Finally, after much time, my husband received his long promised handspun jumper and we are both delighted with the result. To start with there was a lot of debate about what to put on the front of it. I wanted it to be an attractive and easy enough design for me to be able to replicate in yarn and for him to be willing to wear. The idea of a white horse came whilst driving through the Wiltshire countryside where there are a number of them carved into the chalky hillsides. We decided to use the Uffington White Horse as not only is this the oldest of all of the white horses (hails from the Bronze Age from 1380 – 550 BCE) but it also has quite a basic, but uniquely identifiable, outline.
To get the design I used a sketch from William Plenderleath which I found available on Wikipedia (William Plenderleath in The White Horses of the West of England, 1892).
I placed graph paper over a print of the Plenderleath’s illustration and traced the outline of the horse. This gave me a pattern to follow to achieve a similar image in yarn. I spent some time knitting just the horse to see if it was achievable and was really happy with the outcome. I knew that when it came to working on the real jumper that I would need to take care about the floats to the rear of the knitting. It was important to make sure that they did not pull or become too loose.
To knit this jumper I had to spin a lot of alpaca fleece. I kept having mammoth carding and spinning sessions thinking that I had a sufficient amount but I kept having to go back to the spinning wheel.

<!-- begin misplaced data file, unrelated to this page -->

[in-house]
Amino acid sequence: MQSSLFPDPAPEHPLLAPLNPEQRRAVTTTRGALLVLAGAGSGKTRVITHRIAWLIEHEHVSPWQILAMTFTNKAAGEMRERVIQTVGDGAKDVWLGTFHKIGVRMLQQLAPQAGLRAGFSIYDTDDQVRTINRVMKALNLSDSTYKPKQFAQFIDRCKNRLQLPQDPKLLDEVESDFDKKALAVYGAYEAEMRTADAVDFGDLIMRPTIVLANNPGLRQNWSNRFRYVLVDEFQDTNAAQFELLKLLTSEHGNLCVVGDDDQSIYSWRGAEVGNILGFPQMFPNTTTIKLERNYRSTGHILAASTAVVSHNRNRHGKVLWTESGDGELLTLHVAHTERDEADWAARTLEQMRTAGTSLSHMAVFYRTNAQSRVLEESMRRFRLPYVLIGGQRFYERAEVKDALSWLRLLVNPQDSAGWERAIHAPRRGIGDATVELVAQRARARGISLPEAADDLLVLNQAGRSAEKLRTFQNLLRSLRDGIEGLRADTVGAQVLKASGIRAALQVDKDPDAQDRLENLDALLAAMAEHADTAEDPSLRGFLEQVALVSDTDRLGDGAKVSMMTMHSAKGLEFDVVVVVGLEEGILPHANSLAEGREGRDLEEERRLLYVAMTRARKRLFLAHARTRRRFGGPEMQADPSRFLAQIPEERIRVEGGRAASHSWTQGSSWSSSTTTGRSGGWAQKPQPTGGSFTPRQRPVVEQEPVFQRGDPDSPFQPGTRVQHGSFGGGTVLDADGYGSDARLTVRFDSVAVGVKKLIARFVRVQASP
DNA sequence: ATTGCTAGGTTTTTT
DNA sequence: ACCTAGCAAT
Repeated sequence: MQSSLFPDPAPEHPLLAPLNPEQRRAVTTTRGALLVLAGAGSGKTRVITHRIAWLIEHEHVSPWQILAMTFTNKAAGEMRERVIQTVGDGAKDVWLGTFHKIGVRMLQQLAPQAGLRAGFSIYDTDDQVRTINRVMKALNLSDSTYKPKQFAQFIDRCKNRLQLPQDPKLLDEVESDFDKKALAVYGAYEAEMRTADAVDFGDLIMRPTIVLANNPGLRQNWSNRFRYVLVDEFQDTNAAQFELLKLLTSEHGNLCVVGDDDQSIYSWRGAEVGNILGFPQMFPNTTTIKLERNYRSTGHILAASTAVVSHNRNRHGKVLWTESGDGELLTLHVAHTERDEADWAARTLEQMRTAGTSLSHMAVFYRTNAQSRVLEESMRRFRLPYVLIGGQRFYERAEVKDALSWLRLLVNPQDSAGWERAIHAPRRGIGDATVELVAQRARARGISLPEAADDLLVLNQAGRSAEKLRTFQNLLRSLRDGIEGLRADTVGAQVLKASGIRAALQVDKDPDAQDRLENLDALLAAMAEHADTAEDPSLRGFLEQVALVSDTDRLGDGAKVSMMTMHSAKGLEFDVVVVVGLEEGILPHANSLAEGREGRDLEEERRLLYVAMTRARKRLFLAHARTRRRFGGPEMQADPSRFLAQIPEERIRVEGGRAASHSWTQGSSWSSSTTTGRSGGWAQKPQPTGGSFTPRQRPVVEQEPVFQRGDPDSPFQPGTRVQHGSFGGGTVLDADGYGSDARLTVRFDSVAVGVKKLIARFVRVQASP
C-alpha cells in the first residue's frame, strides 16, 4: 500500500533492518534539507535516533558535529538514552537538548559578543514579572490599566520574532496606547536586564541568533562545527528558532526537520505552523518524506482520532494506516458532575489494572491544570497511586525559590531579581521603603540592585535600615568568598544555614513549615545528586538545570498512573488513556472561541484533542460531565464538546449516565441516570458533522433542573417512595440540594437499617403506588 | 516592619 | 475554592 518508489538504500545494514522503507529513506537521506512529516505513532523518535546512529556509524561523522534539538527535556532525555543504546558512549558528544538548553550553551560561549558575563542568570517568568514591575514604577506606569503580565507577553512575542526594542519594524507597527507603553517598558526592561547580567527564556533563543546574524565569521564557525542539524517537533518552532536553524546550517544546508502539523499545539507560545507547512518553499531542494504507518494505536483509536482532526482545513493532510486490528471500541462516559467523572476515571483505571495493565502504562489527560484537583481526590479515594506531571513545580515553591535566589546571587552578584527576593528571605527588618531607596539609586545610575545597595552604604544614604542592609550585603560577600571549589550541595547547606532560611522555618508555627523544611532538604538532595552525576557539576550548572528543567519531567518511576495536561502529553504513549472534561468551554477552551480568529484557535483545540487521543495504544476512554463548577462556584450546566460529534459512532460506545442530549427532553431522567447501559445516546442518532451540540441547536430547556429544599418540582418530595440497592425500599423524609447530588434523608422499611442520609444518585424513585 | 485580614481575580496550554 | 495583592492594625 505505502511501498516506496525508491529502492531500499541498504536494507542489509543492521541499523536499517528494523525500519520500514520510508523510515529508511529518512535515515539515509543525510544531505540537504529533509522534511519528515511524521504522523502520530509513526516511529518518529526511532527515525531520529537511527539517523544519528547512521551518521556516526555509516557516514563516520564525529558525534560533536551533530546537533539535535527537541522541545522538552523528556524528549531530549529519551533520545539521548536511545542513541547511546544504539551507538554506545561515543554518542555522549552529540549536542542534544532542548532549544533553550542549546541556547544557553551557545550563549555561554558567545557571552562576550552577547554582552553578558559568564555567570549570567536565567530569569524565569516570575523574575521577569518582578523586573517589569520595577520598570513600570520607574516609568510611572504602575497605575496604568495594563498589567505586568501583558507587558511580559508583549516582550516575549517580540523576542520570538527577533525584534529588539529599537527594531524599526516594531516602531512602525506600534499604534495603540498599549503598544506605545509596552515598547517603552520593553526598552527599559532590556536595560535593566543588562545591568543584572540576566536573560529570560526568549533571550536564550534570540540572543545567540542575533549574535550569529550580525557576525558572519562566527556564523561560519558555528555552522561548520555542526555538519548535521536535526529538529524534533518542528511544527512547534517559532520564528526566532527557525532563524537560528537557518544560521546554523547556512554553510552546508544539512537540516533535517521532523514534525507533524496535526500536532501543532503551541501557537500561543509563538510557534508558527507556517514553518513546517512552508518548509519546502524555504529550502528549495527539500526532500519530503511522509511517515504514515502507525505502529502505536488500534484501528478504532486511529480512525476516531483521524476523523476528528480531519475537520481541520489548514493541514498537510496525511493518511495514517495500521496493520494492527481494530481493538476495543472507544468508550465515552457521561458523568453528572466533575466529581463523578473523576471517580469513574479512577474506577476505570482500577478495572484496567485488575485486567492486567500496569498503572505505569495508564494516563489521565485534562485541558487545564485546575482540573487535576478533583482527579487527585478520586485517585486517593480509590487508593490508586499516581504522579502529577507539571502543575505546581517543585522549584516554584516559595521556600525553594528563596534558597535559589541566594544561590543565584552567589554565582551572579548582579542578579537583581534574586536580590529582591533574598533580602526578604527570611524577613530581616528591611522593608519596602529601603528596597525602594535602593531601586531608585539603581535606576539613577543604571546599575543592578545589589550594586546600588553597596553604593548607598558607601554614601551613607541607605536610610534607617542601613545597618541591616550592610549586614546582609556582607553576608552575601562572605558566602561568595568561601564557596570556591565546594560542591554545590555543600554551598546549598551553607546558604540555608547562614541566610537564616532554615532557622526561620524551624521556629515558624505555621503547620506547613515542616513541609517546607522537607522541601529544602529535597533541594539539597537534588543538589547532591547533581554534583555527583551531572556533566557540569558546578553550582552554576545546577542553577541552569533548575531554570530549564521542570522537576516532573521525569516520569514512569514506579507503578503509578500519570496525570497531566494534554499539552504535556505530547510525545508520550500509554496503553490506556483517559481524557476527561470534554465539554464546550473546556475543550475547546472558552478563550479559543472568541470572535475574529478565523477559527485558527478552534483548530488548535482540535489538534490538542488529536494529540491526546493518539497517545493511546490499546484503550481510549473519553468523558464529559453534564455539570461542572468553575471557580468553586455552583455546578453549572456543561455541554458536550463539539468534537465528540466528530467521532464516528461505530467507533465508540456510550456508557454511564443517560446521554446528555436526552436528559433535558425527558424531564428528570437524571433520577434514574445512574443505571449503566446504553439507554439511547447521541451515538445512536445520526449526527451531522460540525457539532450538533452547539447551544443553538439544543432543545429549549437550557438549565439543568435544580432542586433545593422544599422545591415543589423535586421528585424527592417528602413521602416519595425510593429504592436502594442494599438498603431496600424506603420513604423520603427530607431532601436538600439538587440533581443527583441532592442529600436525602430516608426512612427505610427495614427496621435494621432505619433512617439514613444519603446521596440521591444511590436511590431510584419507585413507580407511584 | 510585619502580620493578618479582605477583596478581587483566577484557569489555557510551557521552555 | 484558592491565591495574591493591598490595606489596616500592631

The actual garment construction was quite straight forward. It needed to be loose at the bottom, achieved with stocking stitch, and it needed a round neck and cuffs which I worked in K1P1 rib. Being from handspun alpaca (thank you Bootsy and Bert for your massive contributions) it was knit in 2 large pieces back and front. I did this so that it would give more definition to the shaping of the body as I didn’t want it to skew or drape awkwardly. I had planned to also knit the sleeves in pieces but it just didn’t work out as well as I would have liked so, being drop sleeves, I simply picked up the stitches around the sleeve opening and knitted down to the cuff. This worked out really well as I was able to measure it for size against the new owner.
From start to finish this took about six months to complete – there was a bit of a break at Christmas and New Year, but I am really delighted with this garment. It was a really enjoyable knit and it looks so good on my husband. I get tremendous satisfaction when I see him wearing it.